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Page last updated at 05:56 GMT, Thursday, 1 July 2010 06:56 UK

Can Dutch spring a surprise?

Dutch graphic

By Clarence Seedorf
Dutch international midfielder and BBC pundit

With four wins out of four and a place in the quarter-finals, the Netherlands have got maximum results from minimum effort at this World Cup so far.

They have not had to do anything special yet but they will have to raise their game if they are to beat Brazil in Port Elizabeth on Friday.

The numbers are really impressive for the Dutch. They have won all eight of their matches in 2010 and have conceded only two goals in South Africa, both of them penalties.

To be a threat against Brazil, the likes of Robben, Sneijder and Van Persie will have to be at their best while the defence will have to cope with players of the calibre of Luis Fabiano, Robinho and Kaka

That would suggest they are a team in form but, having watched all their games in this tournament, I don't think they have actually been playing that well. They have done exactly what they have needed to, nothing more.

That was exactly what we saw against Slovakia in their last game. Defensively, Bert van Marwijk's side did its job while they created chances going forward, too.

Van Marwijk employs the same formation - 4-2-3-1 - as Brazil. It is a system we started using in the last games I played for the Netherlands in 2008 and it allows him to use more of his quality players, like Arjen Robben, Wesley Sneijder and Robin van Persie.

But generally it is not the system that creates winning teams. It is the players who make it work.

It was great to see Robben back fit and starting the Slovakia game after his hamstring injury. Sneijder showed what he is capable of, too, with his pass that led to the first goal, which Robben scored.

I want to see those two - and the likes of Van Persie and Rafael van der Vaart - at the top of their game. Maybe a quality side like Brazil will bring the best out of them.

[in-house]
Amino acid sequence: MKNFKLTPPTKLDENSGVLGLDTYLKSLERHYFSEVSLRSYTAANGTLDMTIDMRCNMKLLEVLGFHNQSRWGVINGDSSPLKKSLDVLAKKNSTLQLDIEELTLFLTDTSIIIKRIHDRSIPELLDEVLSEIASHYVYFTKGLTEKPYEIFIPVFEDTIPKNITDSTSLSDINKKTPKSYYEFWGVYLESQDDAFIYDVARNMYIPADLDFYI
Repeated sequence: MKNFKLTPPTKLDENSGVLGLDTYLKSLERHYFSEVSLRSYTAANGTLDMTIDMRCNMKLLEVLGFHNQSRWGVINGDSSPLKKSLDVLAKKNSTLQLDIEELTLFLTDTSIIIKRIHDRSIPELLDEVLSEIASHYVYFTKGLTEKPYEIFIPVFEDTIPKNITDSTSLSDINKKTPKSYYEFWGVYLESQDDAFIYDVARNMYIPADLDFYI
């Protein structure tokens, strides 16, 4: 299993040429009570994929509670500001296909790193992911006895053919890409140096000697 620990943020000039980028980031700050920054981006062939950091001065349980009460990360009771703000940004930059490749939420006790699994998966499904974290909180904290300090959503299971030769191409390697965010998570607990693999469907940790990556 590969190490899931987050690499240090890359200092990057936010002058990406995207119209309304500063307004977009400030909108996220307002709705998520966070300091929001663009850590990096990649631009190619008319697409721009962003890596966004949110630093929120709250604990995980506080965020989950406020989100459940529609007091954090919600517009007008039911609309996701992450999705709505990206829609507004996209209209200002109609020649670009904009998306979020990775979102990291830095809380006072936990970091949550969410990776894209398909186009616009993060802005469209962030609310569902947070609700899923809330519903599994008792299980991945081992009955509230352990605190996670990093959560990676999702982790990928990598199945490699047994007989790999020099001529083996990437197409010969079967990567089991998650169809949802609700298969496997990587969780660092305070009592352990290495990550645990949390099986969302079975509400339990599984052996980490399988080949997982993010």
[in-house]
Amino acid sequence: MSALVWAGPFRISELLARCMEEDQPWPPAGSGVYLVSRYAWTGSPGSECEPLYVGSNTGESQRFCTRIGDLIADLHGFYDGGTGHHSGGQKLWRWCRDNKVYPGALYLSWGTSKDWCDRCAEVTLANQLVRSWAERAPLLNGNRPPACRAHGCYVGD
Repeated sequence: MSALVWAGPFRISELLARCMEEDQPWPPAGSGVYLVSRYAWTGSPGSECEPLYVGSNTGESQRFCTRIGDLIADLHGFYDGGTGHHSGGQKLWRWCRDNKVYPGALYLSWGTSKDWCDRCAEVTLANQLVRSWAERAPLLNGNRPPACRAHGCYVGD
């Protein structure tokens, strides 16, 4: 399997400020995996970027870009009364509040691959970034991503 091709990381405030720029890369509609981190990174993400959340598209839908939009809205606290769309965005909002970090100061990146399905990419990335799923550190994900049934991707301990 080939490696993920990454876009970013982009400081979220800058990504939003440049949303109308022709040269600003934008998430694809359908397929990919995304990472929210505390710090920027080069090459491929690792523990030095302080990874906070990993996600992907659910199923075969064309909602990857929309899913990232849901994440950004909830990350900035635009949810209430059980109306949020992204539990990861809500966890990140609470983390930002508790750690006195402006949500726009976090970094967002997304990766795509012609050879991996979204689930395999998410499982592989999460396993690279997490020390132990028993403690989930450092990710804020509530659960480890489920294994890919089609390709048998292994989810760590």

Slovakia created some chances but did not have the quality to take them. I would expect Brazil, with all the talent they have in their team, to be a different proposition.

If the Dutch can keep scoring, they will make life difficult for anyone but it will be fatal if they allow Brazil the kind of openings that Slovakia wasted.

To be a threat against Brazil, the likes of Robben, Sneijder and Van Persie will have to be at their best while the defence will have to cope with players of the calibre of Luis Fabiano, Robinho and Kaka.

I would not rule out a Dutch win but those two factors will decide whether their tournament finishes here or they reach the semi-finals.

The media back in the Netherlands have been critical of the national team's perceived lack of flair but they will not be writing about that if the players come home with the World Cup.

In 1988, the great Dutch team that won the European Championship did not play the best football in the tournament, apart from perhaps the semi-final against Germany. But the team playing the nicest way does not always win. That goes for the World Cup, too.

Five stars in the Brazil shirt
Five stars signify five World Cup triumphs for the Brazilians

Brazil have got five stars on their shirt for a reason. They have won the tournament five times. They know what it takes to win.

And they have beaten the Netherlands on the two most recent occasions the countries have met at the World Cup.

Branco got their winner in a 3-2 victory in the 1994 quarter-finals in the United States. In 1998 in France, I was in the Dutch team that was beaten on penalties in the semi-finals.

We had had a great tournament in 1998 and were probably the best team there but it was not to be. When you go all the way to penalty kicks, it is a lottery who wins, as always. That match showed me that winning is the name of the game, no matter how you do it.

You always have to beat the best at some point to win a World Cup. That test comes now for the Dutch.

If they can spring a surprise on Friday, then the tournament really opens up for them, with either Ghana or Uruguay awaiting in the semi-finals. But, first things first, they need to beat Brazil!

Clarence Seedorf was speaking to BBC Sport's Chris Bevan

Bebeto and Romario

Branco free-kick sinks Netherlands in 1994 World Cup

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see also
Classic awaits Brazil and Netherlands
01 Jul 10 |  World Cup 2010
Team tracker and Predictor
27 May 10 |  World Cup 2010
Injury sidelines Brazil ace Elano
30 Jun 10 |  World Cup 2010
Van Marwijk defends Dutch style
28 Jun 10 |  World Cup 2010
Dunga expects Brazil improvement
28 Jun 10 |  World Cup 2010
Slovakia coach in awe of Robben
28 Jun 10 |  World Cup 2010
Dunga takes on Brazilian press
24 Jun 10 |  World Cup 2010

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